President Benigno S. Aquino III has appointed new officials to various government positions that included nine new members of the...
PRESIDENT BENIGNO S. AQUINO III’s SPEECH
DURING THE CARE FOR PHILIPPINES NATIONAL PRAYER ASSEMBLY ON THE OCCASION OF THE 55TH FOUNDING ANNIVERSARY
OF WORLD VISION IN THE PHILIPPINES
Smart Araneta Coliseum, Cubao, Quezon city
November 9, 2012
(aaplause) Maraming salamat po. Magandang umaga po. Maupo ho tayo.
Chief Justice Maria Lourdes Sereno; Secretaries Mar Roxas, Jun Abaya, Ricky Carandang, Sonny Coloma; members of the Senate and the House of Representatives led by Senator Frank Drillon, Senator Kiko Pangilinan, Congressman Mel Sarmiento, Deputy Speaker Erin Tañada, Congressman Luigi Quisumbing; Atty. Liwayway Vinzons-Chato; Ms. Nora Bailen- Avarientos; former Chief Justice Reynato Puno and the other members of the Board of Trustees of the World Vision Philippines; of course, the person responsible for bringing me here, Bishop Jonel Milan; Mr. Trihadi Saptoadi; Mr. Dirk Booy; other local government officials present; staffs, sponsors and partners of World Vision Philippines; fellow workers in government; honoured guests; mga minamahal kong kababayan: Magandang umaga po sa inyong lahat. (applause)
Pag nandito po ako, mas gusto ko yung nakikinig kaysa pinapakinggan kaya iiksian ko po itong ating talumpati, hindi ho lalampas ng tatlong pahina. (laughter)
Once again, we are nearing the holiday season. And apart from looking forward to spending time with our families, it is also a time for us to remember where this season finds its roots: in the story of Jesus Christ, who was born in the humblest of circumstances—in a manger in Bethlehem. It is the story that reminds us all that as the Gospel of Matthew says: “The last shall be first, and the first last.” It is this very idea that World Vision Philippines has taken to heart since its inception. It is also the idea that serves as our administration’s guiding star—that true leadership is servant leadership; and that true growth is one that is inclusive—where no one is left behind.
But perhaps you would agree with me that rendering genuine service to our countrymen is no simple task. Our administration has spent long days and even longer nights in the office figuring out the most efficient way to empower our people to build better lives for themselves. And I know, as well as anyone, that there are days when one may end up asking himself: “Am I really making a difference in the lives of other people?” It is in these moments of doubt when having a little faith can truly and really help.
This is what my father discovered in 1973, when he was in prison. In his letter to Soc Rodrigo, he said that it was through prayer, meditation, and through faith, that he eventually found his “inner peace.” His faith allowed him to survive a period of great trial; and it was in his fortitude that I learned how faith can allow a person to stand in the name of the difficult right, as opposed to succumbing to the easy wrong. Faith keeps a person from being overwhelmed by despair. It is that which allows us to stand the tests of the present and believe that the best is yet to come, and that we are capable of making it happen.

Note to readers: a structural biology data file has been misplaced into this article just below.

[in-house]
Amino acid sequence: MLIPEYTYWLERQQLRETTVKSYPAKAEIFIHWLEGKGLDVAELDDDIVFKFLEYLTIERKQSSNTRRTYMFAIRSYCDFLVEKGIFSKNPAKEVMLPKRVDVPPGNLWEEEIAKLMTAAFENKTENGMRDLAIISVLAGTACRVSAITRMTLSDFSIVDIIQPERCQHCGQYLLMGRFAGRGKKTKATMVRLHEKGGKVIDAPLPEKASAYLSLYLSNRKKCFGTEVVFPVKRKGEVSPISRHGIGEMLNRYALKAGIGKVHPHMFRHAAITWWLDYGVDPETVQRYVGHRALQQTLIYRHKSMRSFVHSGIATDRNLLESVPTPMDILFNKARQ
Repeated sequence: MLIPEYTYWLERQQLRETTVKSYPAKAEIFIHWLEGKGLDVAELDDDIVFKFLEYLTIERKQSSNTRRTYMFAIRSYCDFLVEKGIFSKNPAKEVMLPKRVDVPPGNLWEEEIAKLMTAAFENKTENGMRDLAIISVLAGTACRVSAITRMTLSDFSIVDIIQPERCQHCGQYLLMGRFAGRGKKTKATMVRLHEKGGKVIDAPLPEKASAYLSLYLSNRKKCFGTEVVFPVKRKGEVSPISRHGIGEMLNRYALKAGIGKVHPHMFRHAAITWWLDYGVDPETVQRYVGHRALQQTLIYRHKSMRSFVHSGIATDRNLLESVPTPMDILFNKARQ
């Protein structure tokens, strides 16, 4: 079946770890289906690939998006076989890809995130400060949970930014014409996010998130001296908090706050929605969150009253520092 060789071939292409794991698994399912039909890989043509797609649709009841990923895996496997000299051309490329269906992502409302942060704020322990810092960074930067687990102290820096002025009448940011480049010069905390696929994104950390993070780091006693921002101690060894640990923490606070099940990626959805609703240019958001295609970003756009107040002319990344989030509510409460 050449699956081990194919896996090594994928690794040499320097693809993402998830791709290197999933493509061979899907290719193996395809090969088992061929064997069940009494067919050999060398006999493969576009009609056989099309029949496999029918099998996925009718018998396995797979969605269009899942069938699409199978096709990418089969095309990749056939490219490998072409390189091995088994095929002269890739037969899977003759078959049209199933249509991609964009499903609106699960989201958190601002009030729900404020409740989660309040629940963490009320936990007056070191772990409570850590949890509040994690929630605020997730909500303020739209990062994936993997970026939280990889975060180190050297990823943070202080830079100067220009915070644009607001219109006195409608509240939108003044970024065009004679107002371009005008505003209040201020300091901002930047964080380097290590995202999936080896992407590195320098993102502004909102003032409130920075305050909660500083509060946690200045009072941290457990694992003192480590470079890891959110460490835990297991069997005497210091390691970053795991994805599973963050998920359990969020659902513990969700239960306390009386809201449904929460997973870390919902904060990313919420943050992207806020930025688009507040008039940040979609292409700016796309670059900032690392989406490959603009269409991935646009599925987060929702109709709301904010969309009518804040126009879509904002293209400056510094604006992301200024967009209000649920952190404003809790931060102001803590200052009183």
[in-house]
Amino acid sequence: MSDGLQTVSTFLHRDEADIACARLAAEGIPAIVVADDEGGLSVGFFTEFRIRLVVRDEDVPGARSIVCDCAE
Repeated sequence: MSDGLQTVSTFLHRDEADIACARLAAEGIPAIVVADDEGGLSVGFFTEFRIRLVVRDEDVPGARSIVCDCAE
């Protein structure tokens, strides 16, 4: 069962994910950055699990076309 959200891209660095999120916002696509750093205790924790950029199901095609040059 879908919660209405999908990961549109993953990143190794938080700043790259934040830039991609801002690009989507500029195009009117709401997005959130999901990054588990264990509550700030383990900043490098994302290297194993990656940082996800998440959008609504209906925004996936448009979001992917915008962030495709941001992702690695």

Today, we gather to strengthen that faith, and to pray for our collective hopes. More than that, however, we are also celebrating an organization dedicated to giving others back their ability to hope. World Vision has given children a chance to realize their dreams, while also giving those with resources a chance to enrich their lives by helping others. Your work has empowered many from different sectors to defeat the culture of negativity, and replace it with a culture of compassion. For that, I thank you and congratulate you. (applause) And I also thank as well all those who have contributed to your causes.
This season, let us all be reminded of what more we could do for our countrymen. By January, the Christmas songs may stop playing in malls; the lights that decorate our houses and streets may be gone; but it is up to us whether the hearts of the Filipino children—and those of the less-fortunate—will remain lit with hope. It is up to us to show them that Filipino compassion is not seasonal. And through our work, perhaps we may allow those in the margins to lift themselves and their families out of poverty, and to one day likewise give to their countrymen in need, contributing to the virtuous cycle of social good. The fulfillment of these hopes depends on our continuous actions today. I call on all Filipinos to use this season as an opportunity to spark, once again, the spirit of kindness and community that has long—pasensya na po may nakaalala po ata sa atin, (laughter) sana ho makilala ko na siya sa darating na panahon, (applause) pero unahin ko na muna kayo—(laughter) a community that has long characterized our people, so that together we can move our nation forward.
Yun na po ang ating dalawa’t kalahating pahinang talumpati. Ulit-ulitin ko lang po: walang magandang hindi ho bumabalik sa nagbigay ng kagandahang ito; wala hong kabutihang hindi nasusuklian. (applause)
Binigyan ho tayo lahat ng pagkakataon makatulong sa ating kapwa, talagang sa ganito pong paraan, paggawa po ng pagtulong na yan pare-pareho tayo sabay-sabay umaangat.
Magandang araw po. Maraming salamat po. (applause)